Back in April, when Mad Men was primed to begin it’s penultimate season, the only question that lingered in my mind was “what will the first shot be?” Not the first shot of liquor, not the first shot one character took at another, but the first exposure of light, the first image of the year.
Matthew Weiner is known to signal things to come in his first image of a season, and this year was no different. The opening shot of season six was first-person chaos, a man gasping for breath, collapsed on the floor, presumably dying.
A light bulb flickered in my head. Only one possible explanation. The death of Don Draper.
Many have theorized where Mad Men’s true purpose lies. What story Weiner is trying to tell. One of the best has always been that, as much as the show is about the power of man (and specifically, the power of one man), in truth it’s about the rise of women. It’s more about Peggy than Don.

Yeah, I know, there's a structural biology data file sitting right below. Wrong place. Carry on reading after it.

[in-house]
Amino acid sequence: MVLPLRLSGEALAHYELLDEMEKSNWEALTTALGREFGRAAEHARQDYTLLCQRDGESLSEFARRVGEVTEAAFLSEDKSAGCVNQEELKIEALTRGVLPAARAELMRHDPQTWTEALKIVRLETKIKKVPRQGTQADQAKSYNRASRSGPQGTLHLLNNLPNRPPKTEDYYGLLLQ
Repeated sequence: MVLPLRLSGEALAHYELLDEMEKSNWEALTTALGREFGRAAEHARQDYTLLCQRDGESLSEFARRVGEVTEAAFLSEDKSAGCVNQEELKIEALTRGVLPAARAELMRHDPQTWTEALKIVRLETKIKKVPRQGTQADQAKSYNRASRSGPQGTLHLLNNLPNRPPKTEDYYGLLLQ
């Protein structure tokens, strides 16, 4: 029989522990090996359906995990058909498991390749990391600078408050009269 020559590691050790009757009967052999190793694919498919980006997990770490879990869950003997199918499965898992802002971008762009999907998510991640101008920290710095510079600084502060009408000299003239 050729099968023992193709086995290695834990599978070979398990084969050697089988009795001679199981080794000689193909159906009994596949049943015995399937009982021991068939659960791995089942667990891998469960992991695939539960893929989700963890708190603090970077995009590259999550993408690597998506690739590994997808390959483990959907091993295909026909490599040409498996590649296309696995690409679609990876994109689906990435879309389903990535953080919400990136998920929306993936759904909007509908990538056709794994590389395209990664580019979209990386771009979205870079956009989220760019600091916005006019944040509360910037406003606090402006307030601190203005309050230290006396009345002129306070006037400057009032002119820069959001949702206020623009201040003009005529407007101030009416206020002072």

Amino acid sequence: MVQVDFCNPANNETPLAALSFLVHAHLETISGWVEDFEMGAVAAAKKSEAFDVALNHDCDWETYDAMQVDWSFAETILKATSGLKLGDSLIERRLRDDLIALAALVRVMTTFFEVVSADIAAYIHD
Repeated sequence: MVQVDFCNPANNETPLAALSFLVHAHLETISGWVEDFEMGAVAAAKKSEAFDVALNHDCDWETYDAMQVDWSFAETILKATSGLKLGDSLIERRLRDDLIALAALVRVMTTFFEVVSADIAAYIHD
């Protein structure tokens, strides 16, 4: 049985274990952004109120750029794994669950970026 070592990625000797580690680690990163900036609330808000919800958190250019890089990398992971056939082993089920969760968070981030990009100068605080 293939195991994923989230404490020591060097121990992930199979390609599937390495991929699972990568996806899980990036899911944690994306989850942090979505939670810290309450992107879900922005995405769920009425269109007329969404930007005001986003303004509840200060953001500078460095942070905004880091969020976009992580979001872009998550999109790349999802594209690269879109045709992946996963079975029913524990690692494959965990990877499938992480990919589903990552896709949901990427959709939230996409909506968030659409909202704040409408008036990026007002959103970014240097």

Evidence can be found in the show’s first 30 seconds. The opening credits depict a shadow, presumably Don, falling from a Madison Avenue skyscraper, backed by ominous music. It has been greatly thought upon that the drama’s title sequence is metaphorical, for the fall of Don, and perhaps for the fall of man in general.
Season six makes me wonder if this theory is too grandiose. Weiner, certainly, is no simpleton and we cannot assume that his message within Mad Men is void of complexity. But let’s look at it this way: who’s the one character that has, despite having superior clout over the show, been overlooked in the last half dozen years? Dick Whitman. Continue reading